SCHAEFFER: [laughs] yeah. That’s right. This won’t be the only rule they try to get away with. I expect there will be kind of a midnight run of bad regulations that are on the industry’s wish list, and they’ll be throwing more of these over the fence in their last days. But what a way to leave EPA, by parking these, you know, these really bad environmental rules on the doorstep of the next administration. What a, what a legacy.

GELLERMAN: Eric Schaeffer resigned as the head of regulatory enforcement at the EPA in 2002. He is now the head of the Environmental Integrity Project.

[MUSIC: Bombay Dub Orchestra “Map Of Dusk” from 3 Cities (Six Degrees 2008)]

Related links:
- EPA on the Clean Air Act
- Sierra Club on the Clean Air Act
- Environmental Integrity Project on Clean Air Act

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Economics of Nature

Forests provide clean water for drinking and irrigation-- currently a free commodity. (Courtesy of US Fish and Wildlife Service)

GELLERMAN: How much is a mountain vista worth to you? How about the value of waves breaking on the shore? Pavan Sukhdev is putting a price tag on the wonders of nature for The European Commission and the German government. They wanted to find out the Economics of Ecosystems and Biodiversity…and called on Sukhdev to quantify them. Pavan Sukhdev is a Managing Director at Deutsche Bank. His first report deals with the cost of deforestation, costs he says dwarf the current global financial meltdown.

SUKHDEV: We found that the rate of the loss of the forest, and therefore the rate of loss of the services that forests deliver to people - that’s food, fiber, fuel, flood prevention, drought control, ecotourism, bio prospecting, etc., etc. - that came to something like two to four-and-a-half trillion dollars per year. Compare to that my estimates of the financial capital loss to the Wall Street banks and to the city banks here in London is of the order of one to one and a half trillion. So, you know – take your pick. Another way of looking at it is that if we let this carry on, then by 2050, every year we would be losing seven percent of GDP in terms of public welfare from these forests. And, of course, there will be more to come, because we are now looking at other biomes like the coastal mangroves, which we did not consider, and coral reefs, which we have not yet studied in detail, although we are collecting good information on that.

Coral ecosystems-- the next economic frontier. (Courtesy of NOAA)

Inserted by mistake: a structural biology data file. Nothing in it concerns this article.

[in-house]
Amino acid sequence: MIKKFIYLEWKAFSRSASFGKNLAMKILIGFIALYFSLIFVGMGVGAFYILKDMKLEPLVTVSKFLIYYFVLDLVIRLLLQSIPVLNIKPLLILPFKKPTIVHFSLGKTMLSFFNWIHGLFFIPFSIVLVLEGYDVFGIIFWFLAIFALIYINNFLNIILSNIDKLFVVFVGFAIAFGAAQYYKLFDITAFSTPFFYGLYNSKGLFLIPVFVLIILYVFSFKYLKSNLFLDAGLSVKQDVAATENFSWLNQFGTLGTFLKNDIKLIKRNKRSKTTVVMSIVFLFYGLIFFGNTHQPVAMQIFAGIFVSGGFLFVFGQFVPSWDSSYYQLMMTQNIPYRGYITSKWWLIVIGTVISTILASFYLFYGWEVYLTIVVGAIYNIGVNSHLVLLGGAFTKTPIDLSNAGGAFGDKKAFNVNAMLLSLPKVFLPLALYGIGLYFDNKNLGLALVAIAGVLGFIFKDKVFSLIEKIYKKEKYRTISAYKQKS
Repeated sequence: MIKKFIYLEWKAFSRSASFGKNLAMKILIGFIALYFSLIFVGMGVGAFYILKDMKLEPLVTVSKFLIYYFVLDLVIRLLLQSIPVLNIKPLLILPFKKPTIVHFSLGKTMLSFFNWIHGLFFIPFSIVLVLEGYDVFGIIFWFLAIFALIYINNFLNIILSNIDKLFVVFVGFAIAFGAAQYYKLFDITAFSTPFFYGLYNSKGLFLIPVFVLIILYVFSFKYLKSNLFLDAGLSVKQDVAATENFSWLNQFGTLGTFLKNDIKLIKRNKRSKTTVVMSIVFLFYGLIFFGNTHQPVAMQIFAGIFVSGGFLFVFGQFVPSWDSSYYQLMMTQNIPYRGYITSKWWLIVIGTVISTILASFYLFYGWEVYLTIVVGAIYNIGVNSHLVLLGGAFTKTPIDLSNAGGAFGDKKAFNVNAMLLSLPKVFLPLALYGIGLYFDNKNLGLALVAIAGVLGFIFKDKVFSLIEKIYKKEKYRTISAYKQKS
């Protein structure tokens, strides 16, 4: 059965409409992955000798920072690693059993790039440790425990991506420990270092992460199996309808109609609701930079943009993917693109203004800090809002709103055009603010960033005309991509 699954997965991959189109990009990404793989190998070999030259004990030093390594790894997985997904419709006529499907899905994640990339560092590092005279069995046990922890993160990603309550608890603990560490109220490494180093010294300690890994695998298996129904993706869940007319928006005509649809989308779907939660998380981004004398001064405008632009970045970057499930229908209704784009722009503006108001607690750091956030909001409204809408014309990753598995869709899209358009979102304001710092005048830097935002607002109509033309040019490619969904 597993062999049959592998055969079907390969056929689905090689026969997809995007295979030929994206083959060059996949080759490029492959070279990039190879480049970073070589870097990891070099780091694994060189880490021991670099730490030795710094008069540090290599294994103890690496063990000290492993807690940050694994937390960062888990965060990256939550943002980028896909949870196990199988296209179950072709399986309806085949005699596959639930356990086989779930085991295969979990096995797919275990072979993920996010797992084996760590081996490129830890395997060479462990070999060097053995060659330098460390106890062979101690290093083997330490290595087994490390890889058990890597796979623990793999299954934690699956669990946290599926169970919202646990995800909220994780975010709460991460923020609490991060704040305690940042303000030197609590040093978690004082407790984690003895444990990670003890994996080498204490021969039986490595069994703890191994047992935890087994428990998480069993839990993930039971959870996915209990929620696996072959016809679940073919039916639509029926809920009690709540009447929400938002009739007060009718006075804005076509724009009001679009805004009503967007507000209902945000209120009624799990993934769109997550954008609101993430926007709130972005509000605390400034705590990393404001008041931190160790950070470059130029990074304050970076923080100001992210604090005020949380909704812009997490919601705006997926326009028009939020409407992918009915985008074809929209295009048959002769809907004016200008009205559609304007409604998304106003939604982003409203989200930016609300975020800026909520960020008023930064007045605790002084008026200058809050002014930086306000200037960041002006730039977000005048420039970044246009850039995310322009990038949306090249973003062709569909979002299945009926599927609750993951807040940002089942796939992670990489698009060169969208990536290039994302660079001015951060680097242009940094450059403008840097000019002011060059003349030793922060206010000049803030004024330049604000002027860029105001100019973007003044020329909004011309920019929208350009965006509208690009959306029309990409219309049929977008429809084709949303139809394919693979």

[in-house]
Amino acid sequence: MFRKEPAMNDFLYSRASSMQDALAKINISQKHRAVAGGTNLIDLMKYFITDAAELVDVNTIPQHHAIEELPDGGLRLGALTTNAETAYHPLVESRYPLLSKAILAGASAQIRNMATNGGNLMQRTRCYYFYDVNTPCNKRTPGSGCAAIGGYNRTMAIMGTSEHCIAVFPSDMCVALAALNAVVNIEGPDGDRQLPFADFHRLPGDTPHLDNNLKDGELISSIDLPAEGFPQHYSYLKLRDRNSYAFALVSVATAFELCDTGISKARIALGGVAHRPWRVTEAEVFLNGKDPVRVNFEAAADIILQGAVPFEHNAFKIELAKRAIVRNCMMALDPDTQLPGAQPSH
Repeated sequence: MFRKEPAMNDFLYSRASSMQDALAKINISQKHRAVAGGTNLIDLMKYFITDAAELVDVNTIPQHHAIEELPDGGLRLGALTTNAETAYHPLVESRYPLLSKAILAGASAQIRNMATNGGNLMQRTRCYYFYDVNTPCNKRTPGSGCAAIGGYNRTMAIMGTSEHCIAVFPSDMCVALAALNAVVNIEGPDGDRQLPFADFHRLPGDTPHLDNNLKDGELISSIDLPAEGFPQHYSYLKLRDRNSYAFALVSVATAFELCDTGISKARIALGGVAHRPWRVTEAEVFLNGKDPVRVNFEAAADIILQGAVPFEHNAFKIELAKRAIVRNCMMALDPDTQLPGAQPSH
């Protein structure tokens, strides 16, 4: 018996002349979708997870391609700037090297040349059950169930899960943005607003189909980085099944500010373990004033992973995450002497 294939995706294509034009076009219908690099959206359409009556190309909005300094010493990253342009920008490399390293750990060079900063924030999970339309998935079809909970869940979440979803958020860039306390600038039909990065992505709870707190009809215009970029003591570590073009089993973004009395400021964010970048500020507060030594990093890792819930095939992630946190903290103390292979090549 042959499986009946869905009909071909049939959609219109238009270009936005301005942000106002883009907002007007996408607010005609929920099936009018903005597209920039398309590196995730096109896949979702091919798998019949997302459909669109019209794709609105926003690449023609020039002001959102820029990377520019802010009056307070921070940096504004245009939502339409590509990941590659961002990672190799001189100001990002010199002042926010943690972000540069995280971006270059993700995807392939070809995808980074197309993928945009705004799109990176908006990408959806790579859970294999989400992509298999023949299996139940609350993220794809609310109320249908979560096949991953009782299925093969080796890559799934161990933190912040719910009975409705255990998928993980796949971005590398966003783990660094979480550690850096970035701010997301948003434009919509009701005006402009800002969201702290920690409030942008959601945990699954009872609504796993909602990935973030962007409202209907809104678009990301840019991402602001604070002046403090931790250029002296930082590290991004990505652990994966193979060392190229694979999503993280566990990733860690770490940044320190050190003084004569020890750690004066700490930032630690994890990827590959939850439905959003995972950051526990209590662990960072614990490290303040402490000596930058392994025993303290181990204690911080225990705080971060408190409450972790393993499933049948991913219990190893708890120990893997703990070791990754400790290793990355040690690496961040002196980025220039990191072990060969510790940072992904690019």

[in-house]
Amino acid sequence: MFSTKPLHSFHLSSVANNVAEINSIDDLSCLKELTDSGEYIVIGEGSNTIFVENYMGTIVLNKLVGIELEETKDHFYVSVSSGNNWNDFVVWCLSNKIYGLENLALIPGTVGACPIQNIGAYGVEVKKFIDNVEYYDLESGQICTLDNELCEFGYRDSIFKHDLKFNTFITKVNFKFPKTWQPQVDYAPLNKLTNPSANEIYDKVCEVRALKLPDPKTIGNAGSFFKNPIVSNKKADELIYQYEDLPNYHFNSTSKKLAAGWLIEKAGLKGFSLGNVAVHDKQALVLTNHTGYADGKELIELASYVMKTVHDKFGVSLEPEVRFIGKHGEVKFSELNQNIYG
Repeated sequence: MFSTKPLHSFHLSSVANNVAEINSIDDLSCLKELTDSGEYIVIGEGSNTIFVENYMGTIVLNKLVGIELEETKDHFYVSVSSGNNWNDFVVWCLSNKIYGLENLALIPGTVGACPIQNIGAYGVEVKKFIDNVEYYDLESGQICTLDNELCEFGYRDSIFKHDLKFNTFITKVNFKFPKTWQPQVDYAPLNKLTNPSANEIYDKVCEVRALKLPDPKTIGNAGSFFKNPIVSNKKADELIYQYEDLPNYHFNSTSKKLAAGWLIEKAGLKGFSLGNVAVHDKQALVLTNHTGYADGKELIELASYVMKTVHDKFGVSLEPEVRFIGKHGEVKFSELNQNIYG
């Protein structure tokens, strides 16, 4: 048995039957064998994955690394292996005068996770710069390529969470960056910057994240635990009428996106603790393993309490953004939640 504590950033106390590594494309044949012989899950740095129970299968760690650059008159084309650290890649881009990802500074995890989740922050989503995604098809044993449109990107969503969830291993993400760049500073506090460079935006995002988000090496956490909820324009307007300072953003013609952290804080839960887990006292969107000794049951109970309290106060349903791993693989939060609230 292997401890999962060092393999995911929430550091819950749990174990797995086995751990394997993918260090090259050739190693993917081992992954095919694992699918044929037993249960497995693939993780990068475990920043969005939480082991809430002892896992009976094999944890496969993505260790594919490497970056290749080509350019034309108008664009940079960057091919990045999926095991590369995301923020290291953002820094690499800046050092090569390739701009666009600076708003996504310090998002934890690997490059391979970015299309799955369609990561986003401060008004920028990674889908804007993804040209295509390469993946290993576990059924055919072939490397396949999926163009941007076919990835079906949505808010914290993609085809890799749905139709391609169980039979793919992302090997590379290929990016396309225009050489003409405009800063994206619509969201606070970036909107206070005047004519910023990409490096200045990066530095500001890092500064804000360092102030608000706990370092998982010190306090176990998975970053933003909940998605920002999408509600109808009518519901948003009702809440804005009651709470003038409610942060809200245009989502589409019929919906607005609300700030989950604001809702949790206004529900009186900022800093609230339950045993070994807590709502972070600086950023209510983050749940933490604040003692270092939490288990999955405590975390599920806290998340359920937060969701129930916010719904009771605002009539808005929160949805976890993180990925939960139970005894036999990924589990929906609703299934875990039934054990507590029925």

GELLERMAN: How do you quantify the economic benefits from a coral reef?

SUKHDEV: Yeah – that’s a very good question. Now take a couple of examples. Today we have got cures for Alzheimer’s disease and for cancer being explored respectively from a worm that is found on a coral reef and from a creature that lives on coral reefs. Now, we know what kind of potential benefits that would be. We know the nature of these markets. We also know the budget that pharmaceutical concerns spend on bioprospecting. So these two enable us to work out - alright, so how much of that budget would be spent going forward on coral reefs and how much of the potential income of those companies would be as a result out of new cures found – just imagine the scale and size of a cancer cure and a cure for Alzheimer’s disease. It’s huge, economically.

GELLERMAN: You know when bankers traditionally think of green, they think of, well, money, and I was looking at your background – you’re an economist. A managing director, the head of one of the world’s biggest banks, Deutsche Bank, and yet, I guess, you’re a tree hugger?

SUKHDEV: [LAUGHS] I think that’s a bit extreme, but, I’m certainly – you know, I sometimes get asked, “How the hell do you reconcile this? You know, how do you sort of reconcile the fact that you have these environmental leanings and at the same time you’re financial markets managing director? Well, are you a capitalist or are you not?” And my response usually is, “Yup, I’m a total capitalist.” But what I really mean by saying I’m a total capitalist is that I believe in all forms of capital. I believe in financial capital, I believe in human capital, and I believe in natural capital. I don’t discriminate one from the other. You’d be amused to hear there’s a friend of mine in Singapore, many, many years ago, fifteen years ago, asked me this very simple question “Look, you’re a banker and all that. Tell me, why are some things worth money and some things not? How come that I can watch a sunset for free and how come I have to pay for a movie?” And then I thought and thought about that and I said, “This is a deep and fundamental point. There is this aspect of ignoring value when it doesn’t transact in markets.” And that’s the key, because we have psychologically convinced ourselves that what’s valuable is what transacts for money, but very often what’s valuable is other things like friendship and law and order and education and enjoyment of nature and so on. We need to be a bit more holistic in the way we think about these things.

GELLERMAN: Well, I want you to put on your banker’s hat again, and talk money. What is it going to cost to conserve, to save this, you know, natural wealth?

Forests provide clean water for drinking and irrigation—currently a free commodity. (Courtesy of US Fish and Wildlife Service)